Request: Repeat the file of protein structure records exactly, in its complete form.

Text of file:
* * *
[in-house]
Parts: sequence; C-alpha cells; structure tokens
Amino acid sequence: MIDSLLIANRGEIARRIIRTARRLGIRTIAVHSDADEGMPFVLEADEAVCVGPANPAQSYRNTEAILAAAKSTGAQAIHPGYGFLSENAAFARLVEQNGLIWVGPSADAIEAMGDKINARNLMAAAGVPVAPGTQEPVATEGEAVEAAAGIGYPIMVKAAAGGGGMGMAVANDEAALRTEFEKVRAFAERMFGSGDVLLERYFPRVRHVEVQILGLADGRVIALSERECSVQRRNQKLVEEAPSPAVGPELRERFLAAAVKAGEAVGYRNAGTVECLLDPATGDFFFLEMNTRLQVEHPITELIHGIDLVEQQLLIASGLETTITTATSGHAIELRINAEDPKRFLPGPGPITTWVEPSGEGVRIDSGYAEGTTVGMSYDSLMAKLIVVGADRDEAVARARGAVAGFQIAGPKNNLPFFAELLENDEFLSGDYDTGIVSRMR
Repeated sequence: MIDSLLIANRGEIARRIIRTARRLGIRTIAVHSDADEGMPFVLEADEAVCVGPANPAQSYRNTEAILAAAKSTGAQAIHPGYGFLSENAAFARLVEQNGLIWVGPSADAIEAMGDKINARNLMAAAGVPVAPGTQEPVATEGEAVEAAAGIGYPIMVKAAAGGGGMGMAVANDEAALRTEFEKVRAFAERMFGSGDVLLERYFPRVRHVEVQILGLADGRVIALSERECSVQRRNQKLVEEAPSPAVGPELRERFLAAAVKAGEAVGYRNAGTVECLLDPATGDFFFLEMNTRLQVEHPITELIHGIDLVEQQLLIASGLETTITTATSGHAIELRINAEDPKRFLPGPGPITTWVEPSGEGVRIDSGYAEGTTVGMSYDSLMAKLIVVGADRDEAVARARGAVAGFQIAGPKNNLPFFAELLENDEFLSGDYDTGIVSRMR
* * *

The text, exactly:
[in-house]
Parts: sequence; C-alpha cells; structure tokens
Amino acid sequence: MIDSLLIANRGEIARRIIRTARRLGIRTIAVHSDADEGMPFVLEADEAVCVGPANPAQSYRNTEAILAAAKSTGAQAIHPGYGFLSENAAFARLVEQNGLIWVGPSADAIEAMGDKINARNLMAAAGVPVAPGTQEPVATEGEAVEAAAGIGYPIMVKAAAGGGGMGMAVANDEAALRTEFEKVRAFAERMFGSGDVLLERYFPRVRHVEVQILGLADGRVIALSERECSVQRRNQKLVEEAPSPAVGPELRERFLAAAVKAGEAVGYRNAGTVECLLDPATGDFFFLEMNTRLQVEHPITELIHGIDLVEQQLLIASGLETTITTATSGHAIELRINAEDPKRFLPGPGPITTWVEPSGEGVRIDSGYAEGTTVGMSYDSLMAKLIVVGADRDEAVARARGAVAGFQIAGPKNNLPFFAELLENDEFLSGDYDTGIVSRMR
Repeated sequence: MIDSLLIANRGEIARRIIRTARRLGIRTIAVHSDADEGMPFVLEADEAVCVGPANPAQSYRNTEAILAAAKSTGAQAIHPGYGFLSENAAFARLVEQNGLIWVGPSADAIEAMGDKINARNLMAAAGVPVAPGTQEPVATEGEAVEAAAGIGYPIMVKAAAGGGGMGMAVANDEAALRTEFEKVRAFAERMFGSGDVLLERYFPRVRHVEVQILGLADGRVIALSERECSVQRRNQKLVEEAPSPAVGPELRERFLAAAVKAGEAVGYRNAGTVECLLDPATGDFFFLEMNTRLQVEHPITELIHGIDLVEQQLLIASGLETTITTATSGHAIELRINAEDPKRFLPGPGPITTWVEPSGEGVRIDSGYAEGTTVGMSYDSLMAKLIVVGADRDEAVARARGAVAGFQIAGPKNNLPFFAELLENDEFLSGDYDTGIVSRMR